First of all, there is a wide range of differences among types of trusts, but here we will focus on revocable living trusts. A revocable living trust is basically a separate entity in which assets are deposited and withdrawn during one’s lifetime. The person who contributes assets to the trust is called the “settlor.” The person who receives the benefits of the trust is called the “beneficiary.” The person who maintains the trust is known as the “trustee.” When the assets are in the trust, they are titled in the name of the trustee. A key benefit to any type of trust is that the assets bypass the probate process upon the death of the settlor.
One of the most obvious benefits to a trust is that the “settlor” can keep his or her estate plan private. A will is filed in court upon the death of the testator, and thus becomes a public record. A trust, however, is a private document. Therefore, if privacy is necessary, a trust may be the way to go.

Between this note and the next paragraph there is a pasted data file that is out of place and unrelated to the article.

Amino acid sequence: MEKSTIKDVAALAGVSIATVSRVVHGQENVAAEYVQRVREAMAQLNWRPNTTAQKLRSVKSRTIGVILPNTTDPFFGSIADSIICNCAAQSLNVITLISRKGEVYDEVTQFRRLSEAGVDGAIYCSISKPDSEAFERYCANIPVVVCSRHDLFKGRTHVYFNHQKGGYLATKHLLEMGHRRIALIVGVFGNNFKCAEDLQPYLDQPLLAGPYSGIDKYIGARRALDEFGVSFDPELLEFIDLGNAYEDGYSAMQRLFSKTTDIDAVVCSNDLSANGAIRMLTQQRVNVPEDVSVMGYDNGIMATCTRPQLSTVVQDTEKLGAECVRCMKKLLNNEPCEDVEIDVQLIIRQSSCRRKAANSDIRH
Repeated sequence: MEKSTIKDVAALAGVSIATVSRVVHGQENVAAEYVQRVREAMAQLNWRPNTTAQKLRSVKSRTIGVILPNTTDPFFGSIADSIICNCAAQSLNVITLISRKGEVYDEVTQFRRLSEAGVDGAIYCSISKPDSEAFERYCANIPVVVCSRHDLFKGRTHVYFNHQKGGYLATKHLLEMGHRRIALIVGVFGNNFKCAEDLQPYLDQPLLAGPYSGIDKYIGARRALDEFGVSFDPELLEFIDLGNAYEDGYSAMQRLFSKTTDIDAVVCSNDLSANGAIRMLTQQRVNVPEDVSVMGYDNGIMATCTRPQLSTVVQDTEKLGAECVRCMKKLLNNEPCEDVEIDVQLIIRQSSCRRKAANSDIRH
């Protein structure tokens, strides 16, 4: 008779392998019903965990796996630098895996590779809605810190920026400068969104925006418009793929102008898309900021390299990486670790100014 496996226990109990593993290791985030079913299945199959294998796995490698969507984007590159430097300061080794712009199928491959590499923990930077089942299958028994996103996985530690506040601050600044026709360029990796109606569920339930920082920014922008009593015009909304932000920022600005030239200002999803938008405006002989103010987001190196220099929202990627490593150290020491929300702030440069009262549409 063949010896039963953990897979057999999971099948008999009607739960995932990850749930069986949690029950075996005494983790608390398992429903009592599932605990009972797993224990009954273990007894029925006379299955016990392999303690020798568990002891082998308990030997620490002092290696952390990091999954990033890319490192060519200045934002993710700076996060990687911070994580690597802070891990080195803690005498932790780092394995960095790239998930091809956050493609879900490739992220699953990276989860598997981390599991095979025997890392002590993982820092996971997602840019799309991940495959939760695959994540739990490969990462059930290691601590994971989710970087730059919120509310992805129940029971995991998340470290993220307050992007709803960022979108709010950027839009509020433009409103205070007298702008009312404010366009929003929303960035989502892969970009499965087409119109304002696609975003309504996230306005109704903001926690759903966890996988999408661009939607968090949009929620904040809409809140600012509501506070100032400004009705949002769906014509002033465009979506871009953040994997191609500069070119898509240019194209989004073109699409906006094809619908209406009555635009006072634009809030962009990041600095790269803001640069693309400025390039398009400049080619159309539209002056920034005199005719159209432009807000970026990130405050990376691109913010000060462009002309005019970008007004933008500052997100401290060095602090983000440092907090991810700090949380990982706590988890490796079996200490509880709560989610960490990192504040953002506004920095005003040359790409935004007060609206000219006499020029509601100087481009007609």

Another less obvious benefit to having a trust is that it makes handling an estate with real property in multiple states much easier. Without a trust, if the decedent owns real property in more than one state, a probate proceeding must be opened in both states to handle the disposition of that property upon the decedent’s death. If a trust is the owner of the property, however, it can pass to the beneficiary without the unnecessary expense of duplicative probate proceedings.
If you are married, and have substantial assets, a trust can lower your estate’s tax bill. Also, if you are in a second or subsequent marriage, and you and your spouse have separate beneficiaries, you will find that avoiding the probate process altogether can be significantly easier. For those who are single, trusts can, among other benefits, help avoid a court-supervised guardianship. If you have minor beneficiaries, trusts can help your children avoid the pitfalls of inheriting wealth at a young age.